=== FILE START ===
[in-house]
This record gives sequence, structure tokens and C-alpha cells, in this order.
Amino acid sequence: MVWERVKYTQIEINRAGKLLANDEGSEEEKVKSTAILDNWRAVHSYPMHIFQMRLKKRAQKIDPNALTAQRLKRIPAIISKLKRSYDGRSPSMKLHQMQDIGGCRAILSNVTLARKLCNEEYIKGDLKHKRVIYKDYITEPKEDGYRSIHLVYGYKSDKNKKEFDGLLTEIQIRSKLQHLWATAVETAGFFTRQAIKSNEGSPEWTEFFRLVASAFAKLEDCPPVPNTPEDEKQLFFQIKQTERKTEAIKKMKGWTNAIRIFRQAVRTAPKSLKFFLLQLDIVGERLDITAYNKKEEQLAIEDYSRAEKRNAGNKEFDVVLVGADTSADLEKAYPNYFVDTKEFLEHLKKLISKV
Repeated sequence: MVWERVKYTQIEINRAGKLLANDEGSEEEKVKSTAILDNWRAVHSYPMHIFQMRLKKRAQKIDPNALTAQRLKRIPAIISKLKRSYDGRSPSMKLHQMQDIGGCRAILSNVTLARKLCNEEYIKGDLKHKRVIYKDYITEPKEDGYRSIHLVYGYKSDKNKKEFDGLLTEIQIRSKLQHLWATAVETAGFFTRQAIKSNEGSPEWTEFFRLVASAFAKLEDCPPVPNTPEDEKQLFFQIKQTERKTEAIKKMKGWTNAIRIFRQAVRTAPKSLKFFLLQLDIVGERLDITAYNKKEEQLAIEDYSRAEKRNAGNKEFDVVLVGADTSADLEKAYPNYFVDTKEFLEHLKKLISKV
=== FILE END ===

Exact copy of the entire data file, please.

[in-house]
This record gives sequence, structure tokens and C-alpha cells, in this order.
Amino acid sequence: MVWERVKYTQIEINRAGKLLANDEGSEEEKVKSTAILDNWRAVHSYPMHIFQMRLKKRAQKIDPNALTAQRLKRIPAIISKLKRSYDGRSPSMKLHQMQDIGGCRAILSNVTLARKLCNEEYIKGDLKHKRVIYKDYITEPKEDGYRSIHLVYGYKSDKNKKEFDGLLTEIQIRSKLQHLWATAVETAGFFTRQAIKSNEGSPEWTEFFRLVASAFAKLEDCPPVPNTPEDEKQLFFQIKQTERKTEAIKKMKGWTNAIRIFRQAVRTAPKSLKFFLLQLDIVGERLDITAYNKKEEQLAIEDYSRAEKRNAGNKEFDVVLVGADTSADLEKAYPNYFVDTKEFLEHLKKLISKV
Repeated sequence: MVWERVKYTQIEINRAGKLLANDEGSEEEKVKSTAILDNWRAVHSYPMHIFQMRLKKRAQKIDPNALTAQRLKRIPAIISKLKRSYDGRSPSMKLHQMQDIGGCRAILSNVTLARKLCNEEYIKGDLKHKRVIYKDYITEPKEDGYRSIHLVYGYKSDKNKKEFDGLLTEIQIRSKLQHLWATAVETAGFFTRQAIKSNEGSPEWTEFFRLVASAFAKLEDCPPVPNTPEDEKQLFFQIKQTERKTEAIKKMKGWTNAIRIFRQAVRTAPKSLKFFLLQLDIVGERLDITAYNKKEEQLAIEDYSRAEKRNAGNKEFDVVLVGADTSADLEKAYPNYFVDTKEFLEHLKKLISKV